“So …have you read King Bidgood’s in the Bathtub?”
“Hmm. What about The Stinky Cheese Man?”
A sound of polite, incredulous aversion comes from the backseat. “No….”
I’m driving my male horde home from elementary school, plus the three children of a family friend. Their children and mine share a few interests, the main one being a love of reading.
The older girl pipes up, “We don’t read picture books.”
Her sister: “Yeah; I’m reading chapter books now.”
Which is fine, of course, seeing as how she is in second grade. She is the baby of their four children and they are all precocious. The only boy has already moved up a grade and is 2-3 grades ahead in mathematics.
“I love picture books,” I say. “There are a lot of really good ones out there, so I like to go back and read them again.”
“Yes, that’s true,” the older girl acquiesces. I often feel I’m sitting at a British tea party with her, although she’s midway through fourth grade.
My boys, meanwhile, are each immersed in reading something educational like Captain Underpants or Magic Pickle. I’m not a fan of the graphic novels, but am fine with their perusal if mixed with a range of literature. That, and graphic novels include everything from less-than-desirable illustrations and potty humor to really well-done works like The Cardboard Kingdom.
I drop the friends off. Their mother comes out for a quick chat. “Your girls say you don’t have any picture books around anymore,” I say, in a friendly way.
“Oh. Yeah.” She laughs. She’s extremely intelligent, an excellent quilter, and one who does not seem to mind being a stay-at-home mother. I’m always in awe of her. “I unintentionally donated ours to the classroom and haven’t replaced them.” She sighs a bit, which is usually her way of segue. “They don’t really seem interested, so I probably won’t.”
To each her own, of course, but a little bit of me cries inside to hear it. Like my music preferences, my reading tastes cover many genres. -Except romance. Ugh.
Besides that, my collection of books is …sizeable. When I read Fahrenheit 451 in school, I wanted to be the old lady with the enormous library. I would feel torn between saving myself or my books. I …have a bit of a problem with control whenever I shop the book department in thrift stores.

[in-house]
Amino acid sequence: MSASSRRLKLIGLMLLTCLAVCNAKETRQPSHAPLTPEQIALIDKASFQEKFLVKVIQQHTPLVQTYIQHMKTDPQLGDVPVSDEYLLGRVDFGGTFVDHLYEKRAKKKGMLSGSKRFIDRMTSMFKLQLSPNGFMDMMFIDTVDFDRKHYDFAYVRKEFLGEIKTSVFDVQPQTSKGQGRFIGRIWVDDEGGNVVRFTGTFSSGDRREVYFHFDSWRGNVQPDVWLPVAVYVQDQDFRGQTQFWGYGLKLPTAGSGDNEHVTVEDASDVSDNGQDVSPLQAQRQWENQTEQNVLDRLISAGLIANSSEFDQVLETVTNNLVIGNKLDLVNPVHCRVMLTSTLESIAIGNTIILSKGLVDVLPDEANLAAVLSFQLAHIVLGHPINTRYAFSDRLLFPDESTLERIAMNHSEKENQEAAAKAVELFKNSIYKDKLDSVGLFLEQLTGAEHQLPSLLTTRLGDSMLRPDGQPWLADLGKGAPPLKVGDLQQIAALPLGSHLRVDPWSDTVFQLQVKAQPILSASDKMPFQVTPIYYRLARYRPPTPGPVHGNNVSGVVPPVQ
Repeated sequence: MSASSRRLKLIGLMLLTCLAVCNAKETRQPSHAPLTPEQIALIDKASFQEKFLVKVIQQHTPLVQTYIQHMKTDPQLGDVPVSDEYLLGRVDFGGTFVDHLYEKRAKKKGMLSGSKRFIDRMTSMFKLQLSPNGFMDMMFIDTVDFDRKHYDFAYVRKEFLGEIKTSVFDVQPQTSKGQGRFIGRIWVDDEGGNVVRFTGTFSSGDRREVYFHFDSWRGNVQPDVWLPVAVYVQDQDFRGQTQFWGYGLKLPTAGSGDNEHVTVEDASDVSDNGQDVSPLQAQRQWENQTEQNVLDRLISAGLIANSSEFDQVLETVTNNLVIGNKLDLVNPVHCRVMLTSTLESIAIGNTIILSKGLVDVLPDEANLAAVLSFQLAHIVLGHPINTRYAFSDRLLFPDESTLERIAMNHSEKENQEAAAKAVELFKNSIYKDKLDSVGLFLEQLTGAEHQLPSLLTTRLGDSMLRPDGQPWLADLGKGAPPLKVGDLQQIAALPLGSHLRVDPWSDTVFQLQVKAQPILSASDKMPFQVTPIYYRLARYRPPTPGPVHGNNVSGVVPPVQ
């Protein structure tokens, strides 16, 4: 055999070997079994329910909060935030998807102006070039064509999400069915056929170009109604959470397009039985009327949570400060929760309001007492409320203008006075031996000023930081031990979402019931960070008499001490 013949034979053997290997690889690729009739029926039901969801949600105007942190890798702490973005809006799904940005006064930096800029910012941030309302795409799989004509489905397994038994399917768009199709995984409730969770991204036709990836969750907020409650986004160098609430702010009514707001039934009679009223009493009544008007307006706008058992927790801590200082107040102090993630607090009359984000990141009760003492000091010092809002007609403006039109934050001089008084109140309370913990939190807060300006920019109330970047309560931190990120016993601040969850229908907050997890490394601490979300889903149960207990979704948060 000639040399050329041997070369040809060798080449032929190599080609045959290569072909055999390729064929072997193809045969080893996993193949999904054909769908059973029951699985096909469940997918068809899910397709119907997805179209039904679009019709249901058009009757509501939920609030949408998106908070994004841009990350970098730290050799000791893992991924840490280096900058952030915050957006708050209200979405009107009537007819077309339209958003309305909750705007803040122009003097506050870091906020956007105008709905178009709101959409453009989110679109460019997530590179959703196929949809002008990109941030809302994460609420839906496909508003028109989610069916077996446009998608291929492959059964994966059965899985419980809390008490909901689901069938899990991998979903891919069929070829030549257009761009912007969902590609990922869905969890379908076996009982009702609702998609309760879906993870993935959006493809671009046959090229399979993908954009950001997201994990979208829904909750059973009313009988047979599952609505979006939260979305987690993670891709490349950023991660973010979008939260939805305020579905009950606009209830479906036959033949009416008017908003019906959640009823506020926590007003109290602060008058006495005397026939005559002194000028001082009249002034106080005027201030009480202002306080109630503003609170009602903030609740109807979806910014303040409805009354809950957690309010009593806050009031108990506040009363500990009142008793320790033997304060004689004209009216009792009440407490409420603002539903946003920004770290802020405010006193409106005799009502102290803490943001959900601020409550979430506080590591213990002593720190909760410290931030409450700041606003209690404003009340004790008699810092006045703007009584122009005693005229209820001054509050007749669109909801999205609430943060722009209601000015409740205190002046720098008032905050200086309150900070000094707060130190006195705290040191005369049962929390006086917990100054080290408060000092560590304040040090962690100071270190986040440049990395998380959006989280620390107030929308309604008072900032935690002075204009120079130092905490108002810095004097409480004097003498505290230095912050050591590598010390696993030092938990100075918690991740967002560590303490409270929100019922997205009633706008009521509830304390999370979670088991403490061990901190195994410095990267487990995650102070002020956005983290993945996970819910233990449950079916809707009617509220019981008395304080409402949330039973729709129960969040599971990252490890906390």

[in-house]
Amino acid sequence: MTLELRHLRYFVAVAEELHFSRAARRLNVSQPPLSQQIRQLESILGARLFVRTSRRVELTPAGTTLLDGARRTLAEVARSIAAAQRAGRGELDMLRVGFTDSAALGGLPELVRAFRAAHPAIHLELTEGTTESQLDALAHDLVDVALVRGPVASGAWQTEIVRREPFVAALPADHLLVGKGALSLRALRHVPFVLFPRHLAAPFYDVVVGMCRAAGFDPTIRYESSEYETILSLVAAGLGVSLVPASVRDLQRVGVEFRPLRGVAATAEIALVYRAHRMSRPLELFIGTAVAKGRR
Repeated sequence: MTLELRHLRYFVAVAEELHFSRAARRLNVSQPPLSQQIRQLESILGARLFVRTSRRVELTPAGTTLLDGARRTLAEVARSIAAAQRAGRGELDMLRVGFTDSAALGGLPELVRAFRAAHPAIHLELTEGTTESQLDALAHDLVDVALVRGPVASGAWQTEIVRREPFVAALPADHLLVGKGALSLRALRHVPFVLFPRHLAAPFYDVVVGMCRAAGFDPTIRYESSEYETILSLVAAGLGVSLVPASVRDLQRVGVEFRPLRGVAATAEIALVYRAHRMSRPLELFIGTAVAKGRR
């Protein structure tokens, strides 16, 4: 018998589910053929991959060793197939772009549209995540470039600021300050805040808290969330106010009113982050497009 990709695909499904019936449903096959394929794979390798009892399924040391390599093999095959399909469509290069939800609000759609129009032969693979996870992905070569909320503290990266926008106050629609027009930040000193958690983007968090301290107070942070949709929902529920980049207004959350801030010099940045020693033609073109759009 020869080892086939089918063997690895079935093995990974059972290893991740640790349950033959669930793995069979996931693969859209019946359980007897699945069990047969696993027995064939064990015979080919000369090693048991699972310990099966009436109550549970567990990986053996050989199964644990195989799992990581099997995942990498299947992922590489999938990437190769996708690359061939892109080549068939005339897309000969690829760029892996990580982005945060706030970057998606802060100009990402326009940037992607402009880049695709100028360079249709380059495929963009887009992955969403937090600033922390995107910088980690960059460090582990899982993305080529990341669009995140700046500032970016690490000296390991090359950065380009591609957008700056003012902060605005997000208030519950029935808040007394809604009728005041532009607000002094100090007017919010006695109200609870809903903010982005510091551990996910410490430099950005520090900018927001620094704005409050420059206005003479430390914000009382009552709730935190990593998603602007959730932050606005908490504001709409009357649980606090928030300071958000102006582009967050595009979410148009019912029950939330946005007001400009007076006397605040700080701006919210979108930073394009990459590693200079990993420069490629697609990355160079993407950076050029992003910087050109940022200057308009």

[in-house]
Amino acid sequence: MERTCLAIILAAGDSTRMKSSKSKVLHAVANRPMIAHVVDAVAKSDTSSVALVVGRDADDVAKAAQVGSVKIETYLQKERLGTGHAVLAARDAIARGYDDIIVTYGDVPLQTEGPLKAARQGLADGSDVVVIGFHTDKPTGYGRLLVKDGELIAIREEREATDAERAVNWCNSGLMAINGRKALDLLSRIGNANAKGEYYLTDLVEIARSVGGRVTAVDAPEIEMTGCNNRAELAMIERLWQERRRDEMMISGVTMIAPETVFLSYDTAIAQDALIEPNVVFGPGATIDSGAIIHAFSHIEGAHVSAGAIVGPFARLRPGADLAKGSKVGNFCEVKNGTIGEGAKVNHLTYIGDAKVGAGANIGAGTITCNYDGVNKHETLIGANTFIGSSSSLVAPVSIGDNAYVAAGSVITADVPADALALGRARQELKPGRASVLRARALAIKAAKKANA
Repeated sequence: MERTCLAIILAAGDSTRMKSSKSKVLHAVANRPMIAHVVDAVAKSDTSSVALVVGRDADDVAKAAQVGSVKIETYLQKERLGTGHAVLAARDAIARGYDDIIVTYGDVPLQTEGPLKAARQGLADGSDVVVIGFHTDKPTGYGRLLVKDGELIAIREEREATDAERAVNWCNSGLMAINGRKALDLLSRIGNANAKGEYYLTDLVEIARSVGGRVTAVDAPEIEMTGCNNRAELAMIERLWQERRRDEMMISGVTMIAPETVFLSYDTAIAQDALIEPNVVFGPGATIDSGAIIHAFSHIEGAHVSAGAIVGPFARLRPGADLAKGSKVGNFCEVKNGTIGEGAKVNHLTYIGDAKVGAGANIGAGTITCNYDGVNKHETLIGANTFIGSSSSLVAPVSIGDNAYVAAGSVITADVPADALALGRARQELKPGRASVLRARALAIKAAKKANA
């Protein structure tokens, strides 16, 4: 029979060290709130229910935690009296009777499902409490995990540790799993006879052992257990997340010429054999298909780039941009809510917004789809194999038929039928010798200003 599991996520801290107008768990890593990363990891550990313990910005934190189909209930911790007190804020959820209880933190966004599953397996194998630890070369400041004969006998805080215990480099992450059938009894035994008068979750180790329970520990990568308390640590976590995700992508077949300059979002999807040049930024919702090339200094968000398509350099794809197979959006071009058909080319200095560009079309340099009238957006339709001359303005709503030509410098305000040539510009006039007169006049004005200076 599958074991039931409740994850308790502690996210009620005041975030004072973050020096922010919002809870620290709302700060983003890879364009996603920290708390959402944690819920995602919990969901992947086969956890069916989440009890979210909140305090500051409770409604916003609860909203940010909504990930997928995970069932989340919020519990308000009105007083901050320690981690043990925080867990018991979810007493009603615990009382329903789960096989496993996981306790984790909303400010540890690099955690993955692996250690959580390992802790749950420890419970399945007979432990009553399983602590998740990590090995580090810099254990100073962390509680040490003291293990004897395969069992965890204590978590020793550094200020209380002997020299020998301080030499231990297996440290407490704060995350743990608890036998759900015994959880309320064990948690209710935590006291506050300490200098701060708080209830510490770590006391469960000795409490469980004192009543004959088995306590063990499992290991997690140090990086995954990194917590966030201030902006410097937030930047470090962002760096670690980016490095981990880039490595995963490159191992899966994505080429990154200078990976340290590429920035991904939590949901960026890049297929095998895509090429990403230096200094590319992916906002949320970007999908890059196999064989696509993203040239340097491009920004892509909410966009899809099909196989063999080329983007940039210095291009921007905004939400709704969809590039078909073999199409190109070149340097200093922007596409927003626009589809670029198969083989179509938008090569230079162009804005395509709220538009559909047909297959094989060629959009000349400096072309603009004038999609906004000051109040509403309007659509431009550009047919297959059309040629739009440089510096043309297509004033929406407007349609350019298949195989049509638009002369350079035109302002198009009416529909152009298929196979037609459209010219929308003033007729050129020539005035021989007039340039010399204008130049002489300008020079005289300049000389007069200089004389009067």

After a recent thrift store trip.
Which leads me back to picture books. I love picture books. I cannot imagine not having any in my house. I read to my children from them, and then from novels as they age (time permitting).
I also enjoy reading to other children. Last year I offered to read to my son’s fourth grade class once a week, to give the teacher a few minutes of preparation time at the end of the day. What did I read? The Jolly Postman; The Sweetest Fig; Bark, George; and Oh, Were They Ever Happy!
I remember visiting with the teacher once after we finished up. “Thank you for coming in every week,” she said. “It gives me time to get ready and I really appreciate it.”
I smiled. “Oh, you’re welcome.” Then, I hesitated, knowing most of these kids were beyond the target age for the books I shared. “Are you okay with me reading picture books? I know they might be a little young for them.”
“Of course!” she said. “They love them! I don’t think they’re too young for them at all.”
Most of our picture book library.
You may think I will ask whether you agree or disagree, but I know you are all smarter than that. Instead, what are a few of your favorite children’s stories? They can be picture books, graphic novels, beginning chapter books, or Harry Potter-sized novels. Which do you love, and why?
After fondly reminiscing, read what I posted this past week:
Wednesday, April 3: Encouraged cathartic ranting over bad bosses in “Just Another Perk of Working.”
Thursday, April 4: “The Cure for Depression: Cognitive Behavioral Therapy,” another suggestion in a series originally posted over at The Bipolar Writer Mental Health Blog.
Friday, April 5: Winner of the Weekly Terribly Poetry Contest. Congratulations to Molly Stevens!
Saturday, April 6: Announced the 21st Weekly Terrible Poetry Contest. The theme is parodies of famous poems. PLEASE ENTER!
And, answered Peregrine Arc’s writing prompt with “Smells Like Reanimated Spirits.”
Sunday, April 7: “Olympic Achievement,” a poem response to Carrot Ranch‘s prompt.
Monday, April 8: “Wilhelmina Winters, Eighty-Nine.”
Tuesday, April 9: An inspirational quote by Jodi Foster.
Wednesday, April 10: Today.
I also posted all this week at my motherhood site. Highlights were “Just Don’t Buy It?,” “Moderate Momming,” and “Bedtime, a poem.”